A for Athlete


POMPANO BEACH, May, 2011 -- A teenaged Olympic swimmer flew home to Austria (also known as AUT) Flag of Austria on Monday with an unusual beach tale to share.

Jakub Maly, 19, is recovering after he spent two hours buried up to his neck in the sands of Pompano Beach. It took about five-dozen rescue personnel from Pompano Beach and Fort Lauderdale and an intense, concerted effort to free him.

The accidental burial happened during an afternoon of fun at a private beach in the 700 block of North Ocean Boulevard, officials said. The team's nearly 20 swimmers and coaches had spent the past three weeks training in Pompano Beach, said Elaine Fitzgerald, their rental agent.

700 N Ocean Blvd, Pompano Beach, FL 33062, USA

On Sunday, Maly dug a crevice measuring an estimated 7 feet deep and 6 feet wide, big enough to bury a golf cart, said Sandra King, Pompano Beach Fire-Rescue spokeswoman.

City lifeguards "certainly have seen nothing of this magnitude. Not even close," she said.

The trouble began when Maly playfully jumped into the crevice: The sides collapsed, at one point sending sand over his entire body, including his head.

Once he was out, Maly was taken to North Broward Medical Center. He was released Monday morning, hours before the swim team was scheduled to fly from Miami to Austria, said Fitzgerald.

Doctors were concerned about Maly's kidneys and legs, but the fact that he was in good enough shape to travel "is a great blessing," she said.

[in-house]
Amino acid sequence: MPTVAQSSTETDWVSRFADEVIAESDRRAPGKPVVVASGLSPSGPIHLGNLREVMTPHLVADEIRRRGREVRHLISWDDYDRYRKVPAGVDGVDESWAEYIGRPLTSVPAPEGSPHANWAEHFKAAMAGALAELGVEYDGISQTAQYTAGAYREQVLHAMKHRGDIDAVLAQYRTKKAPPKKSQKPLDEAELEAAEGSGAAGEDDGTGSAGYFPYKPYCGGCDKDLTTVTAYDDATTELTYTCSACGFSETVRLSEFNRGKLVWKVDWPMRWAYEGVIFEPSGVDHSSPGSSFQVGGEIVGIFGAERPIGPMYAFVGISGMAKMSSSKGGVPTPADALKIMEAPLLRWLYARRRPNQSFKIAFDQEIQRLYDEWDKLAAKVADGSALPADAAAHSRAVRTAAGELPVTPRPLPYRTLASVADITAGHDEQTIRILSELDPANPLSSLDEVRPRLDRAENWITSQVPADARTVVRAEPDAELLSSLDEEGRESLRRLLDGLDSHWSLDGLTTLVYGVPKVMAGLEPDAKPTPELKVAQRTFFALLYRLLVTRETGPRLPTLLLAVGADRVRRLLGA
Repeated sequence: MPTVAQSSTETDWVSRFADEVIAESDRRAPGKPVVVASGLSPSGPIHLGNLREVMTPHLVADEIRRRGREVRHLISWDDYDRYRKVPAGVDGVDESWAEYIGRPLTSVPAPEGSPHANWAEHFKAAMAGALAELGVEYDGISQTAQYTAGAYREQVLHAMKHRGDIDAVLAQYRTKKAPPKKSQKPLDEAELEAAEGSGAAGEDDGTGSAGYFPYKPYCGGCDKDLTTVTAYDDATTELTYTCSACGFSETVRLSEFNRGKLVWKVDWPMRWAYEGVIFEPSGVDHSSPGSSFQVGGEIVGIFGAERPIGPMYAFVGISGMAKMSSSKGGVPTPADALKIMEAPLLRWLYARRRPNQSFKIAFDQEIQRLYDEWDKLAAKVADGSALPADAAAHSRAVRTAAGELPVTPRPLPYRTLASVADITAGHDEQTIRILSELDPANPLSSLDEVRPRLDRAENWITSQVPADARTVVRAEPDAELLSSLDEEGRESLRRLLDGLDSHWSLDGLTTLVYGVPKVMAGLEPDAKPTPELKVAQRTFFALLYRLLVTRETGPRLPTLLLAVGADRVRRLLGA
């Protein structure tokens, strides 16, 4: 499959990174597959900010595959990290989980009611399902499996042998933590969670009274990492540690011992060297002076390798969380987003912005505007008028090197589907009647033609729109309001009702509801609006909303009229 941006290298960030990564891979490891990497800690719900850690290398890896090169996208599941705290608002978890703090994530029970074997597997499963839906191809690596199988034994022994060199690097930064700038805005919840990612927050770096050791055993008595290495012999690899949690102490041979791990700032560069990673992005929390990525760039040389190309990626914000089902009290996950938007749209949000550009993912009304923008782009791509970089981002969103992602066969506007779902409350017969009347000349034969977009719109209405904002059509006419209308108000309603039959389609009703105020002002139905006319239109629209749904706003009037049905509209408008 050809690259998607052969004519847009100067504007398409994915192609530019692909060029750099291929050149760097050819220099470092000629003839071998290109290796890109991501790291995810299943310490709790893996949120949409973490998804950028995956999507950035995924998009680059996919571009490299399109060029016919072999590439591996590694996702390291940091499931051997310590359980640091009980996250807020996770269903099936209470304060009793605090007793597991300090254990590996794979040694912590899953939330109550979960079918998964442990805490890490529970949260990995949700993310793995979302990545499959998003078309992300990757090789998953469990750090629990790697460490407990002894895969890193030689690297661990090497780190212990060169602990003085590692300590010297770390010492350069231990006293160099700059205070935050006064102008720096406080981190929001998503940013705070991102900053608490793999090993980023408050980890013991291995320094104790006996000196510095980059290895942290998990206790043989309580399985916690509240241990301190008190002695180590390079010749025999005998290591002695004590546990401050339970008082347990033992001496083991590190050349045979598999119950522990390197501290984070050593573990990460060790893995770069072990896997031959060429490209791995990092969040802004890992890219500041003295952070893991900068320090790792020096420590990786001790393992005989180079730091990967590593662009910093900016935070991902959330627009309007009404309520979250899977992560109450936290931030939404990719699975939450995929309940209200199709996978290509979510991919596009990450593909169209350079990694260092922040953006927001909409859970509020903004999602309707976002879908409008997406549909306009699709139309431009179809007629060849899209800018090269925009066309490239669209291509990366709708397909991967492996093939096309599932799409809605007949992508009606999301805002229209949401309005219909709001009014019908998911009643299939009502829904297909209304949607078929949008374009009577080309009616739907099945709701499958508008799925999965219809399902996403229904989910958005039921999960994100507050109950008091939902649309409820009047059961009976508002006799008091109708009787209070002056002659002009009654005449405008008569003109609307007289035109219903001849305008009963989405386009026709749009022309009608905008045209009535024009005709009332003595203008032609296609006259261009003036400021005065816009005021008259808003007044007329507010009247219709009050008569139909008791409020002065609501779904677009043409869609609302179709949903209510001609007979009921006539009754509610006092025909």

When Maly jumped into the hole and the sides caved in up to his hips, he and his friends found it funny. But then more sand fell at a frightening pace, covering him entirely, Fitzgerald said.

Team members quickly removed enough sand to expose his head and allow him to breathe. Meanwhile, a coach kept Maly talking to make sure he stayed conscious, she said.

"At times, he said, he thought he was going to lose the boy," Fitzgerald said.

Team members kept trying to dig him out, but quickly realized how hard that would be, King said. "As they're trying to dig him out, the walls were collapsing, making the situation worse."

Someone ran to a public stretch of beach where lifeguards were patrolling. About 60 rescue personnel from Pompano Beach and Fort Lauderdale responded to the challenge of freeing Maly.

Before crews started digging, the sides of the hole were boarded up to prevent further collapse and to shield Maly's head from burial, King said.

When he resurfaced, a crowd of onlookers cheered and applauded, King said. Someone shouted, "He's alive!"

jcortega@tribune.com or 954-356-4701